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Apple sales up but profits dip in Q4: what the experts say

Leading technology vendor and retailer Apple said yesterday that its fourth quarter profit dropped to $7.5 billion, from $8.2 billion one year before.

Sales were up $1.5 billion, though, rising from $36 billion in Q4 of last year to $37.5 billion for the three months to 28 September 2013. Gross margin was 37%, compared to 40% in the year-ago quarter, while international sales accounted for 60% of the quarterly revenue.

The Company sold 33.8 million iPhones and 14.1 million iPads during the quarter, and recently announced the launch of new new iPad mini with Retina Display and ultra-thin iPad Air, ahead of what is expected to be another busy Christmas period for the business.

Essential Retail caught up with a selection of retail commentators to analyse the Apple results and what the future holds for the tech giant.

Matthew Rubin, retail analyst at Verdict Research, said: “Despite unimpressive financial results for Apple’s fourth quarter, the company is still one of the most dominant competitors within the electricals sector, both in the UK and globally.

“A lack of particularly innovative products has clearly held back growth from market expectations; however, Apple’s forecast for an “iPad Christmas” is still likely to ring true. Retail has continued to be a focus for the business, with revenue growth of 6%, though revenue per store has fallen.

“The stores are an excellent way for Apple to showcase its brand and convince shoppers that the premium they pay is worthwhile, and with the upcoming arrival of Angela Ahrendts from Burberry to head its retail division, stores will continue to be a centrepiece in Apple’s future strategy.”

Paul Soanes, retail expert and co-founder at Worth Retail consutancy, said: “Apple has seen an inevitable decline in profits – this is typical of a maturing product set, coupled with the fact that they are inevitably investing in the next collection of innovative product blockbusters.

“However, we feel that Apple has never really put their foot to the floor with direct retail. Their stores are very much positioned as anti-retail, but this needs to change for several reasons:

“Mind you, making $7.5 billion in three months isn’t bad! And it will likely bounce back up in the next 18 months.”

Spencer Izard, head of European Retail Insights & Executive Advisory Programme at IDC Insights, said: “First off, it is important to consider that the numbers announced yesterday only account for some iPhone 5S/5C sales and not any iPads from the announcement last week. Taking this into account it is understandable to see iPad sales being less than the market was expecting, but still very good numbers, due to sustained, and lower cost, competition from the likes of Amazon and Samsung as well as consumers holding off on iPad purchases until the new announcement on the run-up to the holidays.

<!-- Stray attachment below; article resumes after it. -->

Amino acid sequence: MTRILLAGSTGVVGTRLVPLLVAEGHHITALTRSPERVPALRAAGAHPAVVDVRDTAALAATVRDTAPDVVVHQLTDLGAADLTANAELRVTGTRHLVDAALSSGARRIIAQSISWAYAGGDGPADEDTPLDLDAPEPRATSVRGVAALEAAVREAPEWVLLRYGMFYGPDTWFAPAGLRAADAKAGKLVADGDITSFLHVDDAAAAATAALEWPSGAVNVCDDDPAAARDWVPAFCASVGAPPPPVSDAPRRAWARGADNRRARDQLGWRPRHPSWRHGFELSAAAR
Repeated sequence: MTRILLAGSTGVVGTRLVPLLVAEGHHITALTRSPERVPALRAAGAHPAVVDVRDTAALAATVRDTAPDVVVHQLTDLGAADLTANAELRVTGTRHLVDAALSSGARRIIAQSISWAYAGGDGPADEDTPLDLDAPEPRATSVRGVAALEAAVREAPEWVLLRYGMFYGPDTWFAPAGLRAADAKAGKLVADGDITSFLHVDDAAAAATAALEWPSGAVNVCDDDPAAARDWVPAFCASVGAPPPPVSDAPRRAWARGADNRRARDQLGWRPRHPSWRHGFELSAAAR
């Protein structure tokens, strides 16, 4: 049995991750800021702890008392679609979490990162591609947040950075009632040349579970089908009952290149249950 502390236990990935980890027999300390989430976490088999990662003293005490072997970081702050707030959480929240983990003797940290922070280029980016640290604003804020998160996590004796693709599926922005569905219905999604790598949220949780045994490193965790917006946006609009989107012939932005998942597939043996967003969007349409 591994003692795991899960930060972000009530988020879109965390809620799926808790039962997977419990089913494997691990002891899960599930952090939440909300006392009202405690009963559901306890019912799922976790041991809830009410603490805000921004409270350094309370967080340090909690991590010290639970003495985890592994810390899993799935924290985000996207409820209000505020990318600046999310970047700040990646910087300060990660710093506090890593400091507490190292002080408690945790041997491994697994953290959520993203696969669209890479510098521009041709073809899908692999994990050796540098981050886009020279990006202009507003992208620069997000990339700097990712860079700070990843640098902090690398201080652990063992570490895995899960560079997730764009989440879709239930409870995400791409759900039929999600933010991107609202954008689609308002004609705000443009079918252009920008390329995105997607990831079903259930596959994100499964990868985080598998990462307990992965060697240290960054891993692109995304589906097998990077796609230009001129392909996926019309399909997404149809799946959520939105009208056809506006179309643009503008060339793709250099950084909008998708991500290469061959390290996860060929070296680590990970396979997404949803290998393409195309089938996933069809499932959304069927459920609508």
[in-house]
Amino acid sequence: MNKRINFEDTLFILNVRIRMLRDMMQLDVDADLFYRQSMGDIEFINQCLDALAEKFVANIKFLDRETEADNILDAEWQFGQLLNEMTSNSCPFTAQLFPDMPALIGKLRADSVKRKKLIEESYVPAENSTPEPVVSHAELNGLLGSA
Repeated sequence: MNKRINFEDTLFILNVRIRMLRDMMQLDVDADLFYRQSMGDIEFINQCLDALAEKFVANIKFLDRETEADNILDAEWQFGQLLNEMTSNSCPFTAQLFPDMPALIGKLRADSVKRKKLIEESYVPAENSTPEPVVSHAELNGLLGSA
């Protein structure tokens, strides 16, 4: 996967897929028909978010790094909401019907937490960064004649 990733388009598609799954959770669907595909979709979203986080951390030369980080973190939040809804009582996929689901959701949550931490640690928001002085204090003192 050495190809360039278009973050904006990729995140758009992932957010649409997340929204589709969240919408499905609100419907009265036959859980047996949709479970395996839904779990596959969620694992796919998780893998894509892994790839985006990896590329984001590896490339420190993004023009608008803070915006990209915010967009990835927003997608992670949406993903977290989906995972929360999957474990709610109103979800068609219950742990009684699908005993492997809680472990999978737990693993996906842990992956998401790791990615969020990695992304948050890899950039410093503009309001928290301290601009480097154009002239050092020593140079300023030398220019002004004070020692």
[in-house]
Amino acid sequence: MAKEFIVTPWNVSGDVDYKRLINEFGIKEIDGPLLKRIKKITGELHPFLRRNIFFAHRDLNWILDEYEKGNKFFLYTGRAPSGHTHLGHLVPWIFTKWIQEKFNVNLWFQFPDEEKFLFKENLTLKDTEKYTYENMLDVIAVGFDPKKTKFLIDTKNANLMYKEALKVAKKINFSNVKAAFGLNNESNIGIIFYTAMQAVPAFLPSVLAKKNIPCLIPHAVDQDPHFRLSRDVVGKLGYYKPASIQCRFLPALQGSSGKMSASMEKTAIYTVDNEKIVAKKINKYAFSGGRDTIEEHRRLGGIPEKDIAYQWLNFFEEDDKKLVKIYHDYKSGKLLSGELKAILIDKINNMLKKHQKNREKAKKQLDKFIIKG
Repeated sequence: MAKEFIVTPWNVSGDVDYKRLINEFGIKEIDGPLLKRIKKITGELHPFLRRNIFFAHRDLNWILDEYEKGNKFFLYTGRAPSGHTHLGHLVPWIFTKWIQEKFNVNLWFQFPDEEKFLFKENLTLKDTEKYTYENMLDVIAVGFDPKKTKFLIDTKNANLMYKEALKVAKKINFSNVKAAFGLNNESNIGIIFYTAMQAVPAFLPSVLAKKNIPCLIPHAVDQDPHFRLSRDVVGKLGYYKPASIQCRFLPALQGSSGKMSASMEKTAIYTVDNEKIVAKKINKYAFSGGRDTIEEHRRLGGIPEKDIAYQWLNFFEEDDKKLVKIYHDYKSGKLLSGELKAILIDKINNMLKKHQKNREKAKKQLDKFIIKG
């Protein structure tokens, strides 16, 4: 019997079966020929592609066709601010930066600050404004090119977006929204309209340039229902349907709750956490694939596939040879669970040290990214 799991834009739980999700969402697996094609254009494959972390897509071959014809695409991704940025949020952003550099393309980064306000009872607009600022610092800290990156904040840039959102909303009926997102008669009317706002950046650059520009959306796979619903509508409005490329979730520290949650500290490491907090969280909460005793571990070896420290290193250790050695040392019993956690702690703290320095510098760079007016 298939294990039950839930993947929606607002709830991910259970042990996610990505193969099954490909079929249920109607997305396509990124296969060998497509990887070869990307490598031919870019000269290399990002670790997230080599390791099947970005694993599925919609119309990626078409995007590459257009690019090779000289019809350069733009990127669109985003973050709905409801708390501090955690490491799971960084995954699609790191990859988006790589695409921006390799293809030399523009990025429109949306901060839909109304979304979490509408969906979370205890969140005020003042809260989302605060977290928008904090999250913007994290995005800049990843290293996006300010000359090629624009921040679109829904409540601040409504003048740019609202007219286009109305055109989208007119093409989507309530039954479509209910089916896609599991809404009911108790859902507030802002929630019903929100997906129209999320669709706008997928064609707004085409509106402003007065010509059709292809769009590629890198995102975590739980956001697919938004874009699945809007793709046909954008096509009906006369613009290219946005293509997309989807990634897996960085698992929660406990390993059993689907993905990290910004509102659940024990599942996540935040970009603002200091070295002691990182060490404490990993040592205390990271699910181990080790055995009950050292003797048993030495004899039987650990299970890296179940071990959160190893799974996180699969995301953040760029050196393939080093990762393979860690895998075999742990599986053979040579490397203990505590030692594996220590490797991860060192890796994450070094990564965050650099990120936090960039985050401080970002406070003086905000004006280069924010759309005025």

“Apple's exponential success has been driven through evolving themselves, over the past ten-plus years, into a lifestyle brand rather than just being product focused. This was an innovative approach for a technology company to take when Apple started doing it and this was clearly driven through their retail stores, and still is. The hiring of Burberry CEO Angela Ahrendts is a clear commitment by the Apple leadership on continuing this successful lifestyle brand strategy, as this is an established strategy for luxury retailers.

“The challenge for Apple, in established operating countries, is how to avoid becoming a victim of its own success by maintaining a cool lifestyle cache across its retail business because in the social enabled consumer world lifestyle trends can change at a whim and rapidly. Markets such as Brazil and China are essential growth opportunities for the Apple retail business and over the coming year, especially in Brazil, I would expect to see significant focus on those markets.”

Daniel Lucht, director at retail analyst firm Research Farm, said: “The Apple store has revolutionised retailing, with the process now more about drawing people in and engagement. The in-store Genius Bar is a great idea and has been one of the company’s core retail innovations. They kept working at it, and now in any of the stores you want to go to, you typically have to book the Genius Bar well in advance, which is evidence of the format’s success.

“In general, the Apple store works because of the products they sell. How the stores perform in the future depends heavily on the product, so with new announcements expected next year, it will be interesting to see what impact this has.”

What do you think? We are keen to hear the industry’s views on what the future holds for Apple. What impact will retail boss Angela Ahrendts make when she joins in 2014? Comment below or contact us on Twitter @EssRetail.